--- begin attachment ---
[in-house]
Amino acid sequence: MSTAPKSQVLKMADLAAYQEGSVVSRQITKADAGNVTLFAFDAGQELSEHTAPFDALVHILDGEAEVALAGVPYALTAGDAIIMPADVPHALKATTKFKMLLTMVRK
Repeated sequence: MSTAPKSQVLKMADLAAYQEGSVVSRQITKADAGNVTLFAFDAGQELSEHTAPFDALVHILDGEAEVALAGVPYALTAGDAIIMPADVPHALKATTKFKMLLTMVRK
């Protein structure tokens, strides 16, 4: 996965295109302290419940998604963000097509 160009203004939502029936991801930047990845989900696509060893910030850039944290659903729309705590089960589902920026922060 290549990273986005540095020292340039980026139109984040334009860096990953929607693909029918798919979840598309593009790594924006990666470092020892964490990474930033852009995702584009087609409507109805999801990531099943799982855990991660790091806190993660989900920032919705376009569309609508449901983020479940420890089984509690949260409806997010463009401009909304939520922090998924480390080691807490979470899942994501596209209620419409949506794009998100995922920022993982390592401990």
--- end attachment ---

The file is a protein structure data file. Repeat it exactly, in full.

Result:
[in-house]
Amino acid sequence: MSTAPKSQVLKMADLAAYQEGSVVSRQITKADAGNVTLFAFDAGQELSEHTAPFDALVHILDGEAEVALAGVPYALTAGDAIIMPADVPHALKATTKFKMLLTMVRK
Repeated sequence: MSTAPKSQVLKMADLAAYQEGSVVSRQITKADAGNVTLFAFDAGQELSEHTAPFDALVHILDGEAEVALAGVPYALTAGDAIIMPADVPHALKATTKFKMLLTMVRK
């Protein structure tokens, strides 16, 4: 996965295109302290419940998604963000097509 160009203004939502029936991801930047990845989900696509060893910030850039944290659903729309705590089960589902920026922060 290549990273986005540095020292340039980026139109984040334009860096990953929607693909029918798919979840598309593009790594924006990666470092020892964490990474930033852009995702584009087609409507109805999801990531099943799982855990991660790091806190993660989900920032919705376009569309609508449901983020479940420890089984509690949260409806997010463009401009909304939520922090998924480390080691807490979470899942994501596209209620419409949506794009998100995922920022993982390592401990």